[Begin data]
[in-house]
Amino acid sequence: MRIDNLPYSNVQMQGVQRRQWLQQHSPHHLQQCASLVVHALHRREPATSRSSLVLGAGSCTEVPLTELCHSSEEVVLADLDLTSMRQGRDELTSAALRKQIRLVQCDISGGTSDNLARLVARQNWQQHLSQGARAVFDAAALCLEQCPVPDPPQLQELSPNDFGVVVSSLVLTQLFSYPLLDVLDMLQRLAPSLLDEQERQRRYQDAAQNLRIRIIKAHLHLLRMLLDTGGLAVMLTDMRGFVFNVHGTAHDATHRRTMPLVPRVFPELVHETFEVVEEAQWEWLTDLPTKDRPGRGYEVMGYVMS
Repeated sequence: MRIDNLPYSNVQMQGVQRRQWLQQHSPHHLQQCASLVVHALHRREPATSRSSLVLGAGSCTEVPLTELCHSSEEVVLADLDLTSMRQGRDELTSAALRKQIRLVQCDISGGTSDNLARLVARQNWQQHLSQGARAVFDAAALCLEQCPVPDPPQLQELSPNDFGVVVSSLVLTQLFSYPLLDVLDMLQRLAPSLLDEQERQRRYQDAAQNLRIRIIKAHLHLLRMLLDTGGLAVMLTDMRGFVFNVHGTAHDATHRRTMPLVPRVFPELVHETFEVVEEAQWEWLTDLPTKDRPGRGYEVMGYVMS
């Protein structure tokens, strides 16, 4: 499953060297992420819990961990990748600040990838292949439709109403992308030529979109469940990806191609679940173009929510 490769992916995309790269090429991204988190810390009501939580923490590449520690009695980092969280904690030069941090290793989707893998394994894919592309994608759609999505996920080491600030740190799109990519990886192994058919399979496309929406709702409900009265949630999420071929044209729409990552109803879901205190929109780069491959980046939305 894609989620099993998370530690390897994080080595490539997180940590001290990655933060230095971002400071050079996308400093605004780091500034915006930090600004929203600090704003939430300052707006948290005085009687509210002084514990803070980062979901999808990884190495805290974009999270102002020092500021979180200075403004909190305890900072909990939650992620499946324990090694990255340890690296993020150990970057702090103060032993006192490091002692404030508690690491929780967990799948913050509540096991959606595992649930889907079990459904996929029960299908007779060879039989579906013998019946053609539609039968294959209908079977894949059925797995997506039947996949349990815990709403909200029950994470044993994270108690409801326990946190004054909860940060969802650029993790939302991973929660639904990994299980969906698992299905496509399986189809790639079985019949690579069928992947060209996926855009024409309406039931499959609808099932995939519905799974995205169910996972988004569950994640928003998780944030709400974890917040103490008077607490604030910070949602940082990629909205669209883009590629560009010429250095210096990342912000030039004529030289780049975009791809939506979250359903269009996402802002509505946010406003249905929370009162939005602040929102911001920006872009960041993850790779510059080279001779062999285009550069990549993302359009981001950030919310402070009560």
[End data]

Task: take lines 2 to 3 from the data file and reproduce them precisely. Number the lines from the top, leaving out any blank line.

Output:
Amino acid sequence: MRIDNLPYSNVQMQGVQRRQWLQQHSPHHLQQCASLVVHALHRREPATSRSSLVLGAGSCTEVPLTELCHSSEEVVLADLDLTSMRQGRDELTSAALRKQIRLVQCDISGGTSDNLARLVARQNWQQHLSQGARAVFDAAALCLEQCPVPDPPQLQELSPNDFGVVVSSLVLTQLFSYPLLDVLDMLQRLAPSLLDEQERQRRYQDAAQNLRIRIIKAHLHLLRMLLDTGGLAVMLTDMRGFVFNVHGTAHDATHRRTMPLVPRVFPELVHETFEVVEEAQWEWLTDLPTKDRPGRGYEVMGYVMS
Repeated sequence: MRIDNLPYSNVQMQGVQRRQWLQQHSPHHLQQCASLVVHALHRREPATSRSSLVLGAGSCTEVPLTELCHSSEEVVLADLDLTSMRQGRDELTSAALRKQIRLVQCDISGGTSDNLARLVARQNWQQHLSQGARAVFDAAALCLEQCPVPDPPQLQELSPNDFGVVVSSLVLTQLFSYPLLDVLDMLQRLAPSLLDEQERQRRYQDAAQNLRIRIIKAHLHLLRMLLDTGGLAVMLTDMRGFVFNVHGTAHDATHRRTMPLVPRVFPELVHETFEVVEEAQWEWLTDLPTKDRPGRGYEVMGYVMS